• FreeRTOS/Demo/Epiphany – this is where we place our demo application

You can test out demo application right away, by running:

cd FreeRTOS/Demo/Epiphany

While working with the code, I’d recommend resetting cores before/after each FreeRTOS app run. Depending on the kernel version you might encounter "unusual behavior," so a quick reset removes false positives:



Again, we are going to fragment memory, mangle stacks, and deal with interrupts. As for a single application, the "printf debugging" approach is all right. But here it’s going to be a pain… Instead, I would rather use gdb that allows us to control the execution on Epiphany Core, peek into registers, and perform ad-hoc operations.

You can find instructions on how to use it here:


To be honest, running gdb on remote chip ain’t pleasant… Compared to traditional usage where one or two commands are sufficient, here we have process extended by at least a few operations. While it all could be better, I encourage you to use gdb anyway. Simply it’s worth it and saves you a ton of time!


Before we dive into the RTOS kernel, let’s recall what we trying to acheive:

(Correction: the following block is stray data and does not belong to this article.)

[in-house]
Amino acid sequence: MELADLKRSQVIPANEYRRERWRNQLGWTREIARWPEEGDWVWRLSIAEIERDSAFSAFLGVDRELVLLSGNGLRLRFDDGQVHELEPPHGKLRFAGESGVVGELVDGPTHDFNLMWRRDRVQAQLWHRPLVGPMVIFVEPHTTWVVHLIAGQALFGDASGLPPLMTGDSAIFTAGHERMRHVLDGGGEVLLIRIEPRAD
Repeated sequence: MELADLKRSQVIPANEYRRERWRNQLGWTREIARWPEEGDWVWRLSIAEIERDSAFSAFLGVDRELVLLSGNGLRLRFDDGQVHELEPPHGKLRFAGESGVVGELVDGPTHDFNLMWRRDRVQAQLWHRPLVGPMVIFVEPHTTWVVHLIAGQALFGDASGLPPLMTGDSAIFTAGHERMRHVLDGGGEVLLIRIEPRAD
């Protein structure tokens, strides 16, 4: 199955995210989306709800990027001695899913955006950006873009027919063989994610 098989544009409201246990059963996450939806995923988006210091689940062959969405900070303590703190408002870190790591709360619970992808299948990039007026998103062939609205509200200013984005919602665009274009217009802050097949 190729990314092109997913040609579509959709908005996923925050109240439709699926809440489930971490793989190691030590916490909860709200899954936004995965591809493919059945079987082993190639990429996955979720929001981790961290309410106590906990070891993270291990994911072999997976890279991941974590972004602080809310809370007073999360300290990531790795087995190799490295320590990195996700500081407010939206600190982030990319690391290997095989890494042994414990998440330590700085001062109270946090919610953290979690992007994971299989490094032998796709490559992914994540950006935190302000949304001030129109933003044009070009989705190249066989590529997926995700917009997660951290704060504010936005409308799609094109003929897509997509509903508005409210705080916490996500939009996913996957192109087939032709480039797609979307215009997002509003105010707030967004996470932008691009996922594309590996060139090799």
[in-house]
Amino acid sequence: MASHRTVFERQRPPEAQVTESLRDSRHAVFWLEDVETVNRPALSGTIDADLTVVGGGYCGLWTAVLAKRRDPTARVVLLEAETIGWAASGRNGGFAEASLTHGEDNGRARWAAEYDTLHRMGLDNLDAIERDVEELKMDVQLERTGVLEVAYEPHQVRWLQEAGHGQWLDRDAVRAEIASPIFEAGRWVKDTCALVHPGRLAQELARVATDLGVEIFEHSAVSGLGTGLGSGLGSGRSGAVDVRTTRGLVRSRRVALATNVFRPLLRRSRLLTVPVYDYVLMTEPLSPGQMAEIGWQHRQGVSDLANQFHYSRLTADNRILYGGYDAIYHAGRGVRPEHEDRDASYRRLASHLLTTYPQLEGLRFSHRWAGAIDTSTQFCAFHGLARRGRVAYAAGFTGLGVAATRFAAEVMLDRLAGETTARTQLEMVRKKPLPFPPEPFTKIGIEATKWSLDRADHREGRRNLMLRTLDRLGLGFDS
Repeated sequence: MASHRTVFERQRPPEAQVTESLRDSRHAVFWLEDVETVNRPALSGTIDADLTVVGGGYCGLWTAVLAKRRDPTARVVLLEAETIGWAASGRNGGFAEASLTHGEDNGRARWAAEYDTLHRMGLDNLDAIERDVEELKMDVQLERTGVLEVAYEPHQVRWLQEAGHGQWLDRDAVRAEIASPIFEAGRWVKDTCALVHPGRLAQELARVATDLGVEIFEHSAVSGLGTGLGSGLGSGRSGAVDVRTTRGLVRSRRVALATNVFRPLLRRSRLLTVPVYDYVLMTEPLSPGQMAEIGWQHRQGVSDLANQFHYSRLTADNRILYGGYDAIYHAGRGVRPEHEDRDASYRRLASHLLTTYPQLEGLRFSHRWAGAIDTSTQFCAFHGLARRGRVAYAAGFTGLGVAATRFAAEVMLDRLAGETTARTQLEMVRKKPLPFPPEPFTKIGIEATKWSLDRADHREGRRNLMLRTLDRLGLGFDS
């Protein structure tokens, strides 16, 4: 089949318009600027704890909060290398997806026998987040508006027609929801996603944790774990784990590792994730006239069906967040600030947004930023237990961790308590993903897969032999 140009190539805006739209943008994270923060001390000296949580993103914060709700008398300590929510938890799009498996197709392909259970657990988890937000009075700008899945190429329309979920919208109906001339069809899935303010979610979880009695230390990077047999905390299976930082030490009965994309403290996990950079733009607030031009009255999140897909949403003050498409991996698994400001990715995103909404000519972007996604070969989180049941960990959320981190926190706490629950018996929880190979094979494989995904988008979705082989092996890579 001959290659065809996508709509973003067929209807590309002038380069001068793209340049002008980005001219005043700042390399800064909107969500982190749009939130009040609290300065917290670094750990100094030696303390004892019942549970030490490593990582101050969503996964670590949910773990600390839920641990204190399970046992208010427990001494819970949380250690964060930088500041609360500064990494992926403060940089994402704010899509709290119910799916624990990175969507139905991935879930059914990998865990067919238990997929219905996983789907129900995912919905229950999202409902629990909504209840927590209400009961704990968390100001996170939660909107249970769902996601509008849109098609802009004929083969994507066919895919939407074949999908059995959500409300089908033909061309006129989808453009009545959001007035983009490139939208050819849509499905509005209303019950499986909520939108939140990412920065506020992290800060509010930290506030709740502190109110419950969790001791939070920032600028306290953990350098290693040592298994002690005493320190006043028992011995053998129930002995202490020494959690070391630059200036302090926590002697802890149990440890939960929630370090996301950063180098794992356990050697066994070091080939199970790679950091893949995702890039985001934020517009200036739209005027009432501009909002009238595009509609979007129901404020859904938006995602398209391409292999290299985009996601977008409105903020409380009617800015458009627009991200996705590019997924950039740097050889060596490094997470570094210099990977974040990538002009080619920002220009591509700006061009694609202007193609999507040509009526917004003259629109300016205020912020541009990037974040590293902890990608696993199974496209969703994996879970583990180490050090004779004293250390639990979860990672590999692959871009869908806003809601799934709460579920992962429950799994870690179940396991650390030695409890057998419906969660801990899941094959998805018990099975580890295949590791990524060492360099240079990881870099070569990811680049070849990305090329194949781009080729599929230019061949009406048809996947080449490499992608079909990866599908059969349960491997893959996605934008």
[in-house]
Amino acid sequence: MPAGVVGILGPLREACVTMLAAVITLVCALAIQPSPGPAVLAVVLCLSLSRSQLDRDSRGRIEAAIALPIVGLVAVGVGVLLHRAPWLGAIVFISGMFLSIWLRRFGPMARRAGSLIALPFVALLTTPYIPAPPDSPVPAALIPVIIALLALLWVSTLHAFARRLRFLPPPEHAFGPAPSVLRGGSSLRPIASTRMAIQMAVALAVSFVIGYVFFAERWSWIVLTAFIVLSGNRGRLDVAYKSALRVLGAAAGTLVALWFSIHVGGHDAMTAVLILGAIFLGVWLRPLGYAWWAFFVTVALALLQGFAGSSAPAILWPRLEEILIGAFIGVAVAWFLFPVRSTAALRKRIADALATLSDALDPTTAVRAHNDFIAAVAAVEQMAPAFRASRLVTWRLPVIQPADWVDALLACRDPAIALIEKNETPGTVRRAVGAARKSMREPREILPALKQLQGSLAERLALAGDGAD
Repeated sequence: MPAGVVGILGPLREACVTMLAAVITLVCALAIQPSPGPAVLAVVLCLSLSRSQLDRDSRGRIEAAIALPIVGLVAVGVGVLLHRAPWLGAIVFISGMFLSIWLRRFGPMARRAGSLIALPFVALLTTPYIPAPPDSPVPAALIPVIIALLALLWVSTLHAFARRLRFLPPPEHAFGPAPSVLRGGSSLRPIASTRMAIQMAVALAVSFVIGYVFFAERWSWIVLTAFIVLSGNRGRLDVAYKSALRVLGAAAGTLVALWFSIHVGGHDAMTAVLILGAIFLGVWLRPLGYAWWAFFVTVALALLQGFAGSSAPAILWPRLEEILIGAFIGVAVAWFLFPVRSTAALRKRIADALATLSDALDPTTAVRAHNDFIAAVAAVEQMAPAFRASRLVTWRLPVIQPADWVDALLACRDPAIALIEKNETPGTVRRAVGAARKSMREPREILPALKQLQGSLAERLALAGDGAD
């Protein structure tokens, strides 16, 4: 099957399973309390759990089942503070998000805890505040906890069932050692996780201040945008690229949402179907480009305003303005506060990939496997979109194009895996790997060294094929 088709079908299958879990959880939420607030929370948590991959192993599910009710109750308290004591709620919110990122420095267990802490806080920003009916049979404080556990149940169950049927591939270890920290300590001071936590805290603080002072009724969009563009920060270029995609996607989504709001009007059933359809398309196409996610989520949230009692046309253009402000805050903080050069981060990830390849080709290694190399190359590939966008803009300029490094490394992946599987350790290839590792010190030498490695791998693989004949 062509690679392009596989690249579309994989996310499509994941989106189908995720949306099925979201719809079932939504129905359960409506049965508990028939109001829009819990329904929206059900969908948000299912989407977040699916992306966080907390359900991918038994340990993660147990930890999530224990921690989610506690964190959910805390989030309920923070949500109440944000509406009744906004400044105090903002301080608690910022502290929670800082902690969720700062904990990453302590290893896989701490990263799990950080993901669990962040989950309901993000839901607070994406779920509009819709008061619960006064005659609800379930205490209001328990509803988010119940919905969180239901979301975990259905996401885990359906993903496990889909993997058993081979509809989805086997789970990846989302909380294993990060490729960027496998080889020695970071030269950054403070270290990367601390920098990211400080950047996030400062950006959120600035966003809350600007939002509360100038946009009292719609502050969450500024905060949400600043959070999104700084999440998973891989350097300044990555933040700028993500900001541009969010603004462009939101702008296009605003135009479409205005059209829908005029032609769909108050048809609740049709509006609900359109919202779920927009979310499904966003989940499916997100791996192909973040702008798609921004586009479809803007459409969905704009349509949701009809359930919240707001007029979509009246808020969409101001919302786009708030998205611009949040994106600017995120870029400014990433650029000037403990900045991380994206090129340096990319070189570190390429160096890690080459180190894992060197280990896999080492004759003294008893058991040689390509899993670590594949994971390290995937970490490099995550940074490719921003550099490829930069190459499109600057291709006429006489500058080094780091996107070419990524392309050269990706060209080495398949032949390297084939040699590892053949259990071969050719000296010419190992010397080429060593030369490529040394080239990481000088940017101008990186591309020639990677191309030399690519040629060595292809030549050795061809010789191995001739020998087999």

Our Demo application is about to execute two separate tasks running on a single eCore, where each task periodically increments a counter placed in local memory. On the host side, we fetch and print counters.

The important (and most problematic) thing here is how to write task preemption logic, but we’ll talk about that later. For now, this is how the demo code:

void addTask (void* pvParameters) {
    TickType_t xLastWakeTime = xTaskGetTickCount();
    volatile unsigned long long *count = (void *)0x7020;

    while(1) {
        *count = *count + 10;
        vTaskDelayUntil( &xLastWakeTime, 15 );

void addTask2 (void* pvParameters) {
        *count = *count + 3;

int main(void) {
    xTaskCreate( addTask, ( signed char * ) "add", configMINIMAL_STACK_SIZE, NULL, tskIDLE_PRIORITY+1, ( xTaskHandle * ) NULL );
    xTaskCreate( addTask2, ( signed char * ) "add", configMINIMAL_STACK_SIZE, NULL, tskIDLE_PRIORITY+1, ( xTaskHandle * ) NULL );


    return EXIT_SUCCESS;

I’d say the code is self-explanatory, but here comes help:

  • xTaskCreate – creates a new runnable task. Each task requires RAM that is used to hold the task state, and used by the task as its stack. In our case, the stack is allocated from the FreeRTOS heap
  • vTaskStartScheduler – starts the RTOS scheduler. After calling, the RTOS kernel has control over which tasks are executed and when.
  • vTaskDelayUntil – delays a task until a specified time. It’s the easy way to "yield" the task and let the scheduler pick the next candidate in the queue.
  • configMINIMAL_STACK_SIZE – defines how much space to allocate for the stack (we’ll define this constant later)